Purpose – Planning inventories for emergency supplies such as bottled water, non‐perishable foods, batteries, and flashlights can be challenging for retailers situated within the projected path of a severe storm. The retailer's inventory decisions are complicated by the inherent volatility of storm forecasts and the corresponding demand predictions. The purpose of this paper is to explore both proactive and reactive inventory control policies within the context of probable pre‐storm demand surge for a fast‐moving emergency supply item, and identify the conditions that are most conducive to each strategy according to the minimax decision criterion. Design/methodology/approach – The inventory system is formulated based on an underlying economic order quantity framework. Minimax decision rules are developed analytically. Sensitivity analysis is facilitated by both analytic and numerical methods. Findings – The conditions that are conducive to a proactive ordering strategy are limited supplier flexibility, acute demand surge, and exorbitant reorder costs; otherwise, the minimax inventory control policy is given by a reactive ordering strategy. Research limitations/implications – The above‐mentioned findings are based on a stylized inventory model characterized by assumptions that are consistent with the academic literature. In order to assess the implications of these results in practice, the model should be extended according to the relevance of each assumption to specific real‐world inventory systems. Social implications – Householders preparing for probable evacuation or post‐storm power outages typically overwhelm grocery and home improvement stores during a brief period prior to the impact of an approaching weather system. This phenomenon triggers a temporary spike in demand for several stock keeping units, which is oftentimes accompanied by pervasive inventory shortages that proliferate community vulnerability and engender a sense of disarray throughout the local populace. Effective inventory management of emergency supply items during this period can help alleviate some of these social dilemmas. Originality/value – Few academic publications address inventory management from the perspective of humanitarian relief. Among existing studies, the emphasis has been coordination of emergency supplies for post‐disaster relief and recovery activities. This paper appears to be the first academic investigation of an inventory system driven by the pre‐storm demand surge for emergency supplies that typically occurs in the presence of an ominous and potentially devastating weather system. Additionally, this study conceivably represents the first minimax distribution free approach to inventory control within the context of humanitarian logistics and disruption management.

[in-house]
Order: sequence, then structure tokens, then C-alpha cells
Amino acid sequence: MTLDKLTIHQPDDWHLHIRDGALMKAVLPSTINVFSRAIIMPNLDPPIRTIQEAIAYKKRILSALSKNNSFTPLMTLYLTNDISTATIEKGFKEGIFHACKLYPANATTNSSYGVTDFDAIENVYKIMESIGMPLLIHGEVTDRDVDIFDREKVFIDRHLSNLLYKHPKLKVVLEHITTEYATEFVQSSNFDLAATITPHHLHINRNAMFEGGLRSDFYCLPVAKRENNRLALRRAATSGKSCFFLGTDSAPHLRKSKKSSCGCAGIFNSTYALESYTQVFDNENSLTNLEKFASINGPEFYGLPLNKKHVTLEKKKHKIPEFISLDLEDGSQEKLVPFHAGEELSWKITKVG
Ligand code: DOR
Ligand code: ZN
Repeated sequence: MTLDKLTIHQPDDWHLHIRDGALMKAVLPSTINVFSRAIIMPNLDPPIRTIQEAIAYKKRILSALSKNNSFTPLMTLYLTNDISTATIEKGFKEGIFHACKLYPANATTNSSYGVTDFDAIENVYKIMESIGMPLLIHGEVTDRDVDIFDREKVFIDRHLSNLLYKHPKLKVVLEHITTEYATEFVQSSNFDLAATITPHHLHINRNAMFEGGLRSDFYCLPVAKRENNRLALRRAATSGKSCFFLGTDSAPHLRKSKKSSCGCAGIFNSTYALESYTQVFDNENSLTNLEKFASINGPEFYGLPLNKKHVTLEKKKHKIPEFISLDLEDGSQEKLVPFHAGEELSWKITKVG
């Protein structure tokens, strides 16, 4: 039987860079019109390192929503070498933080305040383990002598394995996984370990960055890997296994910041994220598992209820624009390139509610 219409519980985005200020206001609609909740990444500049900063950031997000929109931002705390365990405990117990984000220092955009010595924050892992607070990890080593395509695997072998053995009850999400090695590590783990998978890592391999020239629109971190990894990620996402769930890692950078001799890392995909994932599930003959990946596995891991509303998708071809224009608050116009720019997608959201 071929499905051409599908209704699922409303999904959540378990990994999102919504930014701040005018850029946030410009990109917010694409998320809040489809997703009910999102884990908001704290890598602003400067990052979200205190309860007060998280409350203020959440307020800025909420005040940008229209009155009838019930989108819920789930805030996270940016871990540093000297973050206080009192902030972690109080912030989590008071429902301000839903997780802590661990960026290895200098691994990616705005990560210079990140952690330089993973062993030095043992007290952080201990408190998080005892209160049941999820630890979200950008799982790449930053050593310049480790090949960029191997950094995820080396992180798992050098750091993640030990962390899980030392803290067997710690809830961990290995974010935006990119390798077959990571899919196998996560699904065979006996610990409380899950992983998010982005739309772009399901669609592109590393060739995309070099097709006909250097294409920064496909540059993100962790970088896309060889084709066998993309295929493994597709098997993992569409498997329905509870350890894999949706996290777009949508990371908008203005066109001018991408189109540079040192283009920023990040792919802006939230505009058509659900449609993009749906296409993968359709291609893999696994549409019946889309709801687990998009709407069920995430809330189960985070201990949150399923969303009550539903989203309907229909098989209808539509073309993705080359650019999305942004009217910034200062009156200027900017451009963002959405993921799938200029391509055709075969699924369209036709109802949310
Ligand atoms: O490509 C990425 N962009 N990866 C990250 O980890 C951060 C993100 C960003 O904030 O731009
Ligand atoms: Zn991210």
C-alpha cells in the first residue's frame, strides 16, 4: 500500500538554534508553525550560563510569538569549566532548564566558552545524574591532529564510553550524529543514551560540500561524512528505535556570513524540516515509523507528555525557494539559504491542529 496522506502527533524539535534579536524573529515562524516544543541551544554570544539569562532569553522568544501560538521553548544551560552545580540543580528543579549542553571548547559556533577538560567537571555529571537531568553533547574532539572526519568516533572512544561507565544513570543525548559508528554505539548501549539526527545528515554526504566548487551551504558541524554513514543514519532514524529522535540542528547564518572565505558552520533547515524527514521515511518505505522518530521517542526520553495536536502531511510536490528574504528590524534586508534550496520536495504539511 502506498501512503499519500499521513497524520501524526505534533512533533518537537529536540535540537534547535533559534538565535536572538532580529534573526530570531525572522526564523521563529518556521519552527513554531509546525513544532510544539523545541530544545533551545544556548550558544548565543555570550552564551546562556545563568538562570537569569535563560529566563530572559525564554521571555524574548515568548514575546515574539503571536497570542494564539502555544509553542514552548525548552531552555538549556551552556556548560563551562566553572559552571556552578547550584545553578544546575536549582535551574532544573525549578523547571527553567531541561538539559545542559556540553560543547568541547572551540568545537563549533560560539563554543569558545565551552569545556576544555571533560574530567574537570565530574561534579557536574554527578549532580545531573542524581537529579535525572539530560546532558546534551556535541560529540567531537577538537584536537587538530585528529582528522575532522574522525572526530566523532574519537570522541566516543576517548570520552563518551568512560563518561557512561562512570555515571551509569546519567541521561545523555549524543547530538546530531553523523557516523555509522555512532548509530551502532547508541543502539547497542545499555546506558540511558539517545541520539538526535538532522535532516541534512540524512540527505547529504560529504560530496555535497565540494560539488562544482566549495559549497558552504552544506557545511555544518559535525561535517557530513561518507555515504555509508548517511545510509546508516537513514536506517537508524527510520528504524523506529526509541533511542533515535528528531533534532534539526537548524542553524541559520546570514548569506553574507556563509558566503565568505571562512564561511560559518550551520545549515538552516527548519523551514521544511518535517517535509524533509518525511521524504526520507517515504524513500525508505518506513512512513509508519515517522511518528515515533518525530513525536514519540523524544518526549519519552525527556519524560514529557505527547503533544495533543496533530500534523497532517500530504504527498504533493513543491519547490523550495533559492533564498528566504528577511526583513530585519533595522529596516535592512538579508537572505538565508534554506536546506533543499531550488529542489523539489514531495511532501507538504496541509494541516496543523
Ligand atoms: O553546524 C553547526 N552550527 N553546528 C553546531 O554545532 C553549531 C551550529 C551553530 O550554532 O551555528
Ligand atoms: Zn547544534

Journal of Humanitarian Logistics and Supply Chain Management – Emerald Publishing
Published: May 20, 2011
Keywords: Humanitarian logistics; Inventory control; Economic order quantities; Storms; Demand forecasting
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